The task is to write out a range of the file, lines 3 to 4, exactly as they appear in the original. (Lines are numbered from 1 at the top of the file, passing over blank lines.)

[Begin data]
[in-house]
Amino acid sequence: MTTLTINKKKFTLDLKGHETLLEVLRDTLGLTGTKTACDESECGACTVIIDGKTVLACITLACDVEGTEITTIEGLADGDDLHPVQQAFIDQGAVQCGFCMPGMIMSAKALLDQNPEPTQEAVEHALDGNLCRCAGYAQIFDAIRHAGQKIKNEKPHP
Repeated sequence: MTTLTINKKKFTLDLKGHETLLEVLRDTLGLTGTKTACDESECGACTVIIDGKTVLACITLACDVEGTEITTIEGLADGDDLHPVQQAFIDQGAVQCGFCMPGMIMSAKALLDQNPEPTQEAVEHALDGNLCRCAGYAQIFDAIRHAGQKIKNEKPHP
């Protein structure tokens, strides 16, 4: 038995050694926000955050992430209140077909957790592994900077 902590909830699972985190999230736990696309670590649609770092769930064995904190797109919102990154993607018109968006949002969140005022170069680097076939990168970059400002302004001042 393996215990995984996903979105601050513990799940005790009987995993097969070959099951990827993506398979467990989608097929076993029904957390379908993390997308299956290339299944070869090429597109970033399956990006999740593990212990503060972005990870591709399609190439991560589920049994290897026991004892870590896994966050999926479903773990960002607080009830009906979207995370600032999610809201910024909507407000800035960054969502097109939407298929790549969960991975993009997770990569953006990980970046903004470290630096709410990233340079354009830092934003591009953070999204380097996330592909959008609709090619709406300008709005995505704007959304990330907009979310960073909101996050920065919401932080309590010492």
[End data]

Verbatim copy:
Repeated sequence: MTTLTINKKKFTLDLKGHETLLEVLRDTLGLTGTKTACDESECGACTVIIDGKTVLACITLACDVEGTEITTIEGLADGDDLHPVQQAFIDQGAVQCGFCMPGMIMSAKALLDQNPEPTQEAVEHALDGNLCRCAGYAQIFDAIRHAGQKIKNEKPHP
């Protein structure tokens, strides 16, 4: 038995050694926000955050992430209140077909957790592994900077 902590909830699972985190999230736990696309670590649609770092769930064995904190797109919102990154993607018109968006949002969140005022170069680097076939990168970059400002302004001042 393996215990995984996903979105601050513990799940005790009987995993097969070959099951990827993506398979467990989608097929076993029904957390379908993390997308299956290339299944070869090429597109970033399956990006999740593990212990503060972005990870591709399609190439991560589920049994290897026991004892870590896994966050999926479903773990960002607080009830009906979207995370600032999610809201910024909507407000800035960054969502097109939407298929790549969960991975993009997770990569953006990980970046903004470290630096709410990233340079354009830092934003591009953070999204380097996330592909959008609709090619709406300008709005995505704007959304990330907009979310960073909101996050920065919401932080309590010492």